Unlike I²C, there is no natural way to ‘hang’ the bus. In I²C, clock stretching (where the Slave holds the clock low, stopping it from operating) often causes serious problems with no fix: there’s simply no way to get the Slave’s attention if it has hung the bus. By contrast, in I3C only the Master drives the clock, and so the Slave performs all actions on SDA relative to that clock, thereby eliminating the normal causes of such hangs.
Further, since I3C is designed to ensure that I3C Slaves can operate their back-end I3C peripheral off the SCL clock (vs. oversampling), problems elsewhere in the Slave will not translate into bus hangs.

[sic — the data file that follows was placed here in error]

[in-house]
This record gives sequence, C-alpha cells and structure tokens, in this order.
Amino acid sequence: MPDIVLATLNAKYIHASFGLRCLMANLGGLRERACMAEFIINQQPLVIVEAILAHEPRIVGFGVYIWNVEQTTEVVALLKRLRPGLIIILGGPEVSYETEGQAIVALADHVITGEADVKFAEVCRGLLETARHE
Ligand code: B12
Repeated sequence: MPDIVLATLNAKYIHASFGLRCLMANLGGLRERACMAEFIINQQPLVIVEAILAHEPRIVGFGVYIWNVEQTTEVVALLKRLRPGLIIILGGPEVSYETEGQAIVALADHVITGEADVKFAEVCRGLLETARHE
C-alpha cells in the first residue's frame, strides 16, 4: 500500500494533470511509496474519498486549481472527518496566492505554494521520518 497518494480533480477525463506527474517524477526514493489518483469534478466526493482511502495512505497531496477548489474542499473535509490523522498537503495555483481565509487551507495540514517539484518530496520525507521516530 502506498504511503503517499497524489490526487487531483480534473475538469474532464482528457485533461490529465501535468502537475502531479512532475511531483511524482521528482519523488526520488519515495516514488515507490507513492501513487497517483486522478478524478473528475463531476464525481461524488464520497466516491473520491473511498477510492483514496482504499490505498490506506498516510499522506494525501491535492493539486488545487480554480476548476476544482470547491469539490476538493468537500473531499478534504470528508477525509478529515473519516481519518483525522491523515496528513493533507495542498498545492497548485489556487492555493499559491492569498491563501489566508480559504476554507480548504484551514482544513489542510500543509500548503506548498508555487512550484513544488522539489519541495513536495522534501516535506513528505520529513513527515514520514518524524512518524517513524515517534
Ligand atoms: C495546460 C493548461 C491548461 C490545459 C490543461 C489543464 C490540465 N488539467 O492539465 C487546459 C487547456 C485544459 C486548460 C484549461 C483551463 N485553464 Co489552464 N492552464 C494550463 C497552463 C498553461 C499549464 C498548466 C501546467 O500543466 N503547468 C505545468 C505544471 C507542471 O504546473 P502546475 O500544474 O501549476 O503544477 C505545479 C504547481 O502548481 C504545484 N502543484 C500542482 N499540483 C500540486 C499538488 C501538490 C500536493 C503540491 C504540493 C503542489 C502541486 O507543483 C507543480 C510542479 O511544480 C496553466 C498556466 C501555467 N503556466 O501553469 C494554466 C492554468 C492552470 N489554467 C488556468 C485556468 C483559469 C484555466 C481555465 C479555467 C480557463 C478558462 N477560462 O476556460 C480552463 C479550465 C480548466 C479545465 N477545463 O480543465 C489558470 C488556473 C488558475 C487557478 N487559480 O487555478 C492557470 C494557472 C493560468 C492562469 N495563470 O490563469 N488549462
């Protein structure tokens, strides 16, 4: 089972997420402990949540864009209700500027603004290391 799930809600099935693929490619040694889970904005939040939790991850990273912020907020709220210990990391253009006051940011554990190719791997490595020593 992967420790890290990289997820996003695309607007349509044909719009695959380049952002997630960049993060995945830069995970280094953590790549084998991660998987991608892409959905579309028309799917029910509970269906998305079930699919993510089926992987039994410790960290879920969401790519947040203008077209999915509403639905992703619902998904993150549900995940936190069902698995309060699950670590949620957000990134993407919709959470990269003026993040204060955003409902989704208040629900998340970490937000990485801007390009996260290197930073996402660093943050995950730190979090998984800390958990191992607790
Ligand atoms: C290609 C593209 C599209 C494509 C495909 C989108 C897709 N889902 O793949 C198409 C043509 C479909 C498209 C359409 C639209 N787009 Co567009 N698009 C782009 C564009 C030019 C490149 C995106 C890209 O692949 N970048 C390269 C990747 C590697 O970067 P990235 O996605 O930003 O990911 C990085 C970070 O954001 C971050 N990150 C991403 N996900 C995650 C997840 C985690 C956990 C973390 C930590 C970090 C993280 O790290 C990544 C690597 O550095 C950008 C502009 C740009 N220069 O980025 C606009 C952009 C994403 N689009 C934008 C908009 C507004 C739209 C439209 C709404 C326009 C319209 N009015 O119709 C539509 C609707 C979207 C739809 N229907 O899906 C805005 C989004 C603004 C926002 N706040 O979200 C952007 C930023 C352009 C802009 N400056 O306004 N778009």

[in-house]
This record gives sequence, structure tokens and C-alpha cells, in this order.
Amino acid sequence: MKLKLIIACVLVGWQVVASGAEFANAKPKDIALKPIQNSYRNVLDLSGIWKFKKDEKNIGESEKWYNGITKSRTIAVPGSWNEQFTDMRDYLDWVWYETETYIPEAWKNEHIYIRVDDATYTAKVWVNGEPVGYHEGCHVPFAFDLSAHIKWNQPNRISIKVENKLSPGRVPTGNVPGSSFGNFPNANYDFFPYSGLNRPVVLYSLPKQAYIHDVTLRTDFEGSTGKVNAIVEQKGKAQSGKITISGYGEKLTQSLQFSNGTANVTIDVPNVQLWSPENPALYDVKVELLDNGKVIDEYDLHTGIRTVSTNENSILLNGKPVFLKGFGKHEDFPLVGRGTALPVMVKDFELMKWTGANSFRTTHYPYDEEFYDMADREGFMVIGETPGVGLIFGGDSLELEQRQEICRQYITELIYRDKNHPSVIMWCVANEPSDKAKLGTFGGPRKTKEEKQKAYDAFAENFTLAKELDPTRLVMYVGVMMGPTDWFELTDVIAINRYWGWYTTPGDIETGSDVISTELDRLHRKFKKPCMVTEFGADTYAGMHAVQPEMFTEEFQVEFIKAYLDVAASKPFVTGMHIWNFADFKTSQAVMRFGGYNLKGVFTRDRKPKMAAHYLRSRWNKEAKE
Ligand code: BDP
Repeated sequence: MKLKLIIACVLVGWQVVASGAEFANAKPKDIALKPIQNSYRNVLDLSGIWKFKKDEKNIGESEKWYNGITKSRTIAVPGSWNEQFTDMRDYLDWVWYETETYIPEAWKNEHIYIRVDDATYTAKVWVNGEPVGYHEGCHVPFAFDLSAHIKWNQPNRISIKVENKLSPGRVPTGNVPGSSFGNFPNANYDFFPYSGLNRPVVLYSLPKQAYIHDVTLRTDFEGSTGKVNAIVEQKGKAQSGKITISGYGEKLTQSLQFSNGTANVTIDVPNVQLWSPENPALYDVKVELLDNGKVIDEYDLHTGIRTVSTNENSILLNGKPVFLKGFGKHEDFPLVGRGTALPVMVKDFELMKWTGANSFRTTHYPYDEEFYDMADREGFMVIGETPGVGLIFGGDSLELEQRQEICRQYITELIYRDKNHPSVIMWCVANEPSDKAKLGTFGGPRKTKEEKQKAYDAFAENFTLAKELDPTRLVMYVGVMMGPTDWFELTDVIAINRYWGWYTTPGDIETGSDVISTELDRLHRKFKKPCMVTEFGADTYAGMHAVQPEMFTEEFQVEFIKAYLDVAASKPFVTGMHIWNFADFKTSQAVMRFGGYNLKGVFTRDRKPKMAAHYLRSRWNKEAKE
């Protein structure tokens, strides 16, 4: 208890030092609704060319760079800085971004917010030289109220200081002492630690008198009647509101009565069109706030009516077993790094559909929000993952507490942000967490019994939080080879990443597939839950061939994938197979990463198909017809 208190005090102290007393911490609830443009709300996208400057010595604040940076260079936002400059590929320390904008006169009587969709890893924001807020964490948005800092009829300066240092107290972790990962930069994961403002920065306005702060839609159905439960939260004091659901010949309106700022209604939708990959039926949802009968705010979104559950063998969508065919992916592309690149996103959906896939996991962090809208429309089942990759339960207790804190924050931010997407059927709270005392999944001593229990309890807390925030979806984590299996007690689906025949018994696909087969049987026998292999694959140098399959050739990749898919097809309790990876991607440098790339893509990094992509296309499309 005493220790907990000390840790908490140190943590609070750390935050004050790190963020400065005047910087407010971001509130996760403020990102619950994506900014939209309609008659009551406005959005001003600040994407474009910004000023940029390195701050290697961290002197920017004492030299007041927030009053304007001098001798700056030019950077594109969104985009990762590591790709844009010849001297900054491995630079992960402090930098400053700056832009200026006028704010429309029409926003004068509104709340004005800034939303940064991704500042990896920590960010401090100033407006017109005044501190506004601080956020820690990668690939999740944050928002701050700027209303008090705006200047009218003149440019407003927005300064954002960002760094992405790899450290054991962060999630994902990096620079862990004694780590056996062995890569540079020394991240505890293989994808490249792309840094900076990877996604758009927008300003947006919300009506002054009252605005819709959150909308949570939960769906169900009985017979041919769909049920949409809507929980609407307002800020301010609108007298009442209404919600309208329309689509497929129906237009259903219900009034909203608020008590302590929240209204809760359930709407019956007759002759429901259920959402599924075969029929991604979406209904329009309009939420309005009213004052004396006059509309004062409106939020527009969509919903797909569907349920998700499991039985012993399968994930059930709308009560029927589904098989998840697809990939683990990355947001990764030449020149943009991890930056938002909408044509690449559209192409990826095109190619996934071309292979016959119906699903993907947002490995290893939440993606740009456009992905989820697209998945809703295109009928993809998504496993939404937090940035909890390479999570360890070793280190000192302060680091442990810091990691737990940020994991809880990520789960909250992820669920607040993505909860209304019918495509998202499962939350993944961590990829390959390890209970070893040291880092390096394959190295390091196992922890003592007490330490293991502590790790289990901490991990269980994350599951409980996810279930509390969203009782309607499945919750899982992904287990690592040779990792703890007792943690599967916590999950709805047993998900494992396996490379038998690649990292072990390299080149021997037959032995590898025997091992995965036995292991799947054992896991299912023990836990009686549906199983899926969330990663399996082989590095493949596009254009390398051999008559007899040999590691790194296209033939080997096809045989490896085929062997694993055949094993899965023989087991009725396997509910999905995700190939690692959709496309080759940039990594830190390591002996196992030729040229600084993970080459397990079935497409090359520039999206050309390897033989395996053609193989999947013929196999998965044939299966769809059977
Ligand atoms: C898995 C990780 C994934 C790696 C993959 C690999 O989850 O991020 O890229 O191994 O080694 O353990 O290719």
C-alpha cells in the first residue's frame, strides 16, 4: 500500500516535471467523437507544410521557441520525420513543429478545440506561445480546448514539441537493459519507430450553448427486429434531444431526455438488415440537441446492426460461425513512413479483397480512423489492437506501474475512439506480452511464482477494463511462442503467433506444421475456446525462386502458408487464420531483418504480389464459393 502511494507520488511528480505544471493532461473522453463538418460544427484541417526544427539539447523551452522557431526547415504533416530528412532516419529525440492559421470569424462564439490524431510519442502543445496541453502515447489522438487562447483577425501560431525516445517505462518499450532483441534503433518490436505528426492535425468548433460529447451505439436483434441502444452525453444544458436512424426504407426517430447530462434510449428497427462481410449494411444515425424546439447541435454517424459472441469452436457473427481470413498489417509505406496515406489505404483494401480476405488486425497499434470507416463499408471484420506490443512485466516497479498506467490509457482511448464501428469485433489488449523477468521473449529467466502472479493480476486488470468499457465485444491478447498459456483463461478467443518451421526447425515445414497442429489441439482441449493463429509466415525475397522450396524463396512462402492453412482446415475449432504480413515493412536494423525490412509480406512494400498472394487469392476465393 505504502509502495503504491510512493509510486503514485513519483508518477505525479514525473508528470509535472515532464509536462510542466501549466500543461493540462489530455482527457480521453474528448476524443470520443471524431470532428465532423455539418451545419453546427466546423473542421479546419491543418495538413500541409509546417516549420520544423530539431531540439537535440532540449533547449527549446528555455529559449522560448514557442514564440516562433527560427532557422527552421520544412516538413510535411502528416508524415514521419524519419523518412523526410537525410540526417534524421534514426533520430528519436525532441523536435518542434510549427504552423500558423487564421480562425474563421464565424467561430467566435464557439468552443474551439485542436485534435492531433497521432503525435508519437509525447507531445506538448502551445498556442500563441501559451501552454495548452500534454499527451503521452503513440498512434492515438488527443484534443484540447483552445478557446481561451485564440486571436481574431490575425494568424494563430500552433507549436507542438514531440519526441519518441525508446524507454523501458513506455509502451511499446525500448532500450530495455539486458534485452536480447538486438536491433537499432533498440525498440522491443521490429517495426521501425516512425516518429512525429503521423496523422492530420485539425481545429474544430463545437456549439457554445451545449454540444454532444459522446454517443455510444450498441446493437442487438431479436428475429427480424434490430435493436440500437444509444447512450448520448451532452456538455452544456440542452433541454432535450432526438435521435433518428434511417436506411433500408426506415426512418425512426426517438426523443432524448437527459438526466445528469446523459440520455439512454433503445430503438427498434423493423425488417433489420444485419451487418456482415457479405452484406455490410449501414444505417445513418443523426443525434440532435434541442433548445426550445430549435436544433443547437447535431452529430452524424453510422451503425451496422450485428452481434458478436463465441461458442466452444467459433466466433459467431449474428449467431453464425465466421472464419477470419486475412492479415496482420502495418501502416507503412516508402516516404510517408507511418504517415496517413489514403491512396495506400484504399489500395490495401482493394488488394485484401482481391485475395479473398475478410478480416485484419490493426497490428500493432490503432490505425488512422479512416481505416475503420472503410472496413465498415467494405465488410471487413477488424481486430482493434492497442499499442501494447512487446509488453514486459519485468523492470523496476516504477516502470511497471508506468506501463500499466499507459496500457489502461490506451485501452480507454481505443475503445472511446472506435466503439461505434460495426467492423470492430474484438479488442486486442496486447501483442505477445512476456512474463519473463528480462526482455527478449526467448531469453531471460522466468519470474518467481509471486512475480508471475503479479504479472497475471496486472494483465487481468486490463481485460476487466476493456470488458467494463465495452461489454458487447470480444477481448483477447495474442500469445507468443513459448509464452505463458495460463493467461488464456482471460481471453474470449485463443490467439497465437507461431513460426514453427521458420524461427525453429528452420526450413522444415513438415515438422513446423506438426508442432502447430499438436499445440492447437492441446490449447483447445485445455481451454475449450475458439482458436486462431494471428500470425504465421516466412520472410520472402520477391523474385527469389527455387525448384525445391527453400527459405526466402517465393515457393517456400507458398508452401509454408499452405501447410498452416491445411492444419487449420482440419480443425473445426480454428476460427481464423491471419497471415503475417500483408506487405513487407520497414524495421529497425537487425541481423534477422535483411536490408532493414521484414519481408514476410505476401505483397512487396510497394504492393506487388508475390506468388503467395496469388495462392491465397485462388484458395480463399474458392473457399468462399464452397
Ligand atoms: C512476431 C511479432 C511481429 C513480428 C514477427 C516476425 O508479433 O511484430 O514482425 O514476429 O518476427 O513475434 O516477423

If a system implementer is highly concerned about a Slave accidently locking itself, then a separate hard reset line could be used. For the next revision of the I3C and I3C Basic Specifications, a feature called Slave Reset is being added to reset non-responsive I3C Slaves (i.e., if a Master emits a certain pattern that does not occur during regular communication, then the devices on the bus would treat it just like a hardwired reset line).